# Perfect Waveform Reconstruction Using Sinc Interpolation

September 6, 2019

Back to: Sampling & Reconstruction

The previous waveform approximation using polynomials demonstrates that a close approximation to a sampled waveform can be achieved by increasing the sample rate towards infinity. This is an important result of the mathematical field of Functional Analysis. However, real-world digital systems don’t sample at an infinite rate, or even close to it. Thus, the goal is to sample at a reasonable rate and still fully recover (perfectly reconstruct/synthesize) the original waveform.

“Is synthesis possible?” The answer is yes. This is one of the most surprising results in mathematics and one of the most fundamental results in DSP. The sampling theorem states that if a sample rate is at least two times the highest frequency component of the waveform being sampled, then perfect reconstruction is possible.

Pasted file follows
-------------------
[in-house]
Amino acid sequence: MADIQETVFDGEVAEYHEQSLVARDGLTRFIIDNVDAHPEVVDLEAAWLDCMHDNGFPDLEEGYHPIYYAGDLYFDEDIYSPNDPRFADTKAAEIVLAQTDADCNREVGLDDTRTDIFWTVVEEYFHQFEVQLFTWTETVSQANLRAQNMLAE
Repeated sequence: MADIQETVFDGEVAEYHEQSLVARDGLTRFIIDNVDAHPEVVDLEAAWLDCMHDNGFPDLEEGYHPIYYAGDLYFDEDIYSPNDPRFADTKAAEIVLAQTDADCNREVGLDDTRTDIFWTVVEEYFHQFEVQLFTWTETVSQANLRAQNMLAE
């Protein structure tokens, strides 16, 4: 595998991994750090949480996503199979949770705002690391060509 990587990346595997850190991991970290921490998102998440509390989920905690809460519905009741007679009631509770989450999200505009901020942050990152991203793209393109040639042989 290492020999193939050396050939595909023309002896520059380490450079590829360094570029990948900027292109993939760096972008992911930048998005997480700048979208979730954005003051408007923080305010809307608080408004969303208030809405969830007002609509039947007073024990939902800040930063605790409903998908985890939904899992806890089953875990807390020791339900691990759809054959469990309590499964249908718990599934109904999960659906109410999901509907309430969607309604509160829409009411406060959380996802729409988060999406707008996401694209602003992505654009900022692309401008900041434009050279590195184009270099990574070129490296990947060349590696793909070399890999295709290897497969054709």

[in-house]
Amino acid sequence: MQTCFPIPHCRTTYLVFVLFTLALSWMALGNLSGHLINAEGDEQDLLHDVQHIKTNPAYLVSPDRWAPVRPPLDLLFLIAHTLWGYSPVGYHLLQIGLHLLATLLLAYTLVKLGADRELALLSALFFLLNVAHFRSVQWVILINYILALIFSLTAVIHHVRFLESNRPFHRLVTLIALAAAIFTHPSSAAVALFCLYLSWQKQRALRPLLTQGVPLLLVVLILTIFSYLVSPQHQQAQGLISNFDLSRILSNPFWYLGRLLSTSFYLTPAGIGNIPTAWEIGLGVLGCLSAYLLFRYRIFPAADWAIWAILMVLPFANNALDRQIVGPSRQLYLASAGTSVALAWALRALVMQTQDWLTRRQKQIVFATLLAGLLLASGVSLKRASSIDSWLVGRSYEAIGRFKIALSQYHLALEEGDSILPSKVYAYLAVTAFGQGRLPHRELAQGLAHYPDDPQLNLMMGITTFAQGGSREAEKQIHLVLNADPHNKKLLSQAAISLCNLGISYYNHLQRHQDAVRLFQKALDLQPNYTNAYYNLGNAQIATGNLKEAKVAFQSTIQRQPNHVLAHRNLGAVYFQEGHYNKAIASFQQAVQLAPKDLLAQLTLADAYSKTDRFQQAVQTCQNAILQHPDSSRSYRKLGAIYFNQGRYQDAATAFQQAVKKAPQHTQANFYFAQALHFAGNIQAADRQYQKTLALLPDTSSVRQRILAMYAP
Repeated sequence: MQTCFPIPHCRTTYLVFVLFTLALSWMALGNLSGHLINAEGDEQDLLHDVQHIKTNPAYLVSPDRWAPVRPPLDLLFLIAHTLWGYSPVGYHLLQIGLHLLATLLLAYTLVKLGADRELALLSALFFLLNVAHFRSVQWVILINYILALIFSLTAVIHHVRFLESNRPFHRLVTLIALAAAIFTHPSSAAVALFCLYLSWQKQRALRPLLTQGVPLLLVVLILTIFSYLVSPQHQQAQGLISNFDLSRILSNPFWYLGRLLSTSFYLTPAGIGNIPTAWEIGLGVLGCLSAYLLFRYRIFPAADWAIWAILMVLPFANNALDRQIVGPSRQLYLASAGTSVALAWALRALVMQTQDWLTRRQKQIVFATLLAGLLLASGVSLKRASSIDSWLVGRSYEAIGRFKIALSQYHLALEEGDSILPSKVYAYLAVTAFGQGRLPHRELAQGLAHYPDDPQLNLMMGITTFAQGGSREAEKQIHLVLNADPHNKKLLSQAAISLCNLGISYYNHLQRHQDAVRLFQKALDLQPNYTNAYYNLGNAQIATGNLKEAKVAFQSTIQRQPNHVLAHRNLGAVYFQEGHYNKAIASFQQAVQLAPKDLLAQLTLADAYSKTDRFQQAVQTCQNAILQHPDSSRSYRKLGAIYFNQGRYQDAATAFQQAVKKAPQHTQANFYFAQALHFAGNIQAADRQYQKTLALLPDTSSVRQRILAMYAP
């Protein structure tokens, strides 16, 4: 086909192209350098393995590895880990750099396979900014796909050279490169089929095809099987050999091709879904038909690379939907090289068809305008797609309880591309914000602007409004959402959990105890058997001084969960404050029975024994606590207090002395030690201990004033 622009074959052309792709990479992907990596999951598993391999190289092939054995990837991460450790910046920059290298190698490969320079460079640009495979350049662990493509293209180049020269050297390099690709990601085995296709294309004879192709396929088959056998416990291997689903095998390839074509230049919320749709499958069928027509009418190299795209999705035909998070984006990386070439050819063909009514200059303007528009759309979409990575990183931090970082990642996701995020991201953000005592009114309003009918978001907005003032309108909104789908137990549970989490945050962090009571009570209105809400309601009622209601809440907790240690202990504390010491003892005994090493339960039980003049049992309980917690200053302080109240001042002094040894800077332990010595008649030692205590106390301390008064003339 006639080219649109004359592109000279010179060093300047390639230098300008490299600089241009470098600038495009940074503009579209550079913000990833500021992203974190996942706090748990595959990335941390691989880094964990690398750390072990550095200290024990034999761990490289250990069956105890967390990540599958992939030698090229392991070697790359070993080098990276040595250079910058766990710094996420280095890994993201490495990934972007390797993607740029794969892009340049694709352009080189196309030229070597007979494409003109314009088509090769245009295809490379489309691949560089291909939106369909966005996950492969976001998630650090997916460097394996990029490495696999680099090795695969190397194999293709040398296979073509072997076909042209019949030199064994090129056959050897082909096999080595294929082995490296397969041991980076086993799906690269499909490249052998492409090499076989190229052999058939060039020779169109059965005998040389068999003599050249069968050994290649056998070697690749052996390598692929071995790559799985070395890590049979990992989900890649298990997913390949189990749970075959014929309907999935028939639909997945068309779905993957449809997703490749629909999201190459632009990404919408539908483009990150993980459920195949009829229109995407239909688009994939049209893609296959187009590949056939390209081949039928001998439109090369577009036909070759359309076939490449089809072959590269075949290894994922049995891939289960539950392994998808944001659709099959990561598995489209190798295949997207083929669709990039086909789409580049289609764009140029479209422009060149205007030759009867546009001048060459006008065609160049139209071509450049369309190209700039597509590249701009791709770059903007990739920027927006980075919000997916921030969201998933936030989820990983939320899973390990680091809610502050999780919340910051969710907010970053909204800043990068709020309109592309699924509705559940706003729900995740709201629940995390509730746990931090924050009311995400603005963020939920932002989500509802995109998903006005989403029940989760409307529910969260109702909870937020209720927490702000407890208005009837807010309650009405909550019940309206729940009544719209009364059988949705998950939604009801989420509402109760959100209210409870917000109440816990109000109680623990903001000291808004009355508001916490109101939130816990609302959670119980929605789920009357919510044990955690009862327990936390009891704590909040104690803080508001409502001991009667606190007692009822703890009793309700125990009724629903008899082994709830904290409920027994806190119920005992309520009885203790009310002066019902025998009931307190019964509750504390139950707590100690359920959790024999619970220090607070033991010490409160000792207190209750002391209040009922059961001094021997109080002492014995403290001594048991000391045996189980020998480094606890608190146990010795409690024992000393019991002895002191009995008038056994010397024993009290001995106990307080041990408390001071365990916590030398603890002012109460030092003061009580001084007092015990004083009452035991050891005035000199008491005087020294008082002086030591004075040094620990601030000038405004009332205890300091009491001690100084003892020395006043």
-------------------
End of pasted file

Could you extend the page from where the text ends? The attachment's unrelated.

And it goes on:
### Theorem 2

#### The Sampling Theorem

Mathematically, the sampling theorem states that a sequence of sinc functions (called a “cardinal series”) is a basis for a band-limited function 𝗑(𝑡) … and the coefficients for the projection of 𝗑(𝑡) onto the basis are simply the samples 𝗑(𝑛𝜏) of 𝗑(𝑡).

As shown in the previous lesson, polynomial interpolation between samples results in only an approximation of the original cosine waveform. Sinc interpolation, on the other hand, results in perfect reconstruction. See the graphs below.